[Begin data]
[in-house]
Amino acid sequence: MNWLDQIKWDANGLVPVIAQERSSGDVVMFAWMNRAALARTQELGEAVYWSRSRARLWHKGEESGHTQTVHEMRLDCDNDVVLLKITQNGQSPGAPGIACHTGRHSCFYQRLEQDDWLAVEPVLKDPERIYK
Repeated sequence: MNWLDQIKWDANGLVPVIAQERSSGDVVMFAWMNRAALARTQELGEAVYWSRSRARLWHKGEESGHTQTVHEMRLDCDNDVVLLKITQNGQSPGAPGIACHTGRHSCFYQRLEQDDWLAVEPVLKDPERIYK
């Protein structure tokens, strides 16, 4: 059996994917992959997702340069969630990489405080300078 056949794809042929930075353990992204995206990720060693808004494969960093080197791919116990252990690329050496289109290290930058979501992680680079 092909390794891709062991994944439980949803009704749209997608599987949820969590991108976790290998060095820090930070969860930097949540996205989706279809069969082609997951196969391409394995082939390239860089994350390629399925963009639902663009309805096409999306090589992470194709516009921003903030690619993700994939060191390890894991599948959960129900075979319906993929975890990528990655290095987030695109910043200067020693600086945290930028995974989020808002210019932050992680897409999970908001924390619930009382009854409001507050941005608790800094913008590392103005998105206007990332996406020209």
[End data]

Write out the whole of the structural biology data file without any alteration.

[in-house]
Amino acid sequence: MNWLDQIKWDANGLVPVIAQERSSGDVVMFAWMNRAALARTQELGEAVYWSRSRARLWHKGEESGHTQTVHEMRLDCDNDVVLLKITQNGQSPGAPGIACHTGRHSCFYQRLEQDDWLAVEPVLKDPERIYK
Repeated sequence: MNWLDQIKWDANGLVPVIAQERSSGDVVMFAWMNRAALARTQELGEAVYWSRSRARLWHKGEESGHTQTVHEMRLDCDNDVVLLKITQNGQSPGAPGIACHTGRHSCFYQRLEQDDWLAVEPVLKDPERIYK
């Protein structure tokens, strides 16, 4: 059996994917992959997702340069969630990489405080300078 056949794809042929930075353990992204995206990720060693808004494969960093080197791919116990252990690329050496289109290290930058979501992680680079 092909390794891709062991994944439980949803009704749209997608599987949820969590991108976790290998060095820090930070969860930097949540996205989706279809069969082609997951196969391409394995082939390239860089994350390629399925963009639902663009309805096409999306090589992470194709516009921003903030690619993700994939060191390890894991599948959960129900075979319906993929975890990528990655290095987030695109910043200067020693600086945290930028995974989020808002210019932050992680897409999970908001924390619930009382009854409001507050941005608790800094913008590392103005998105206007990332996406020209």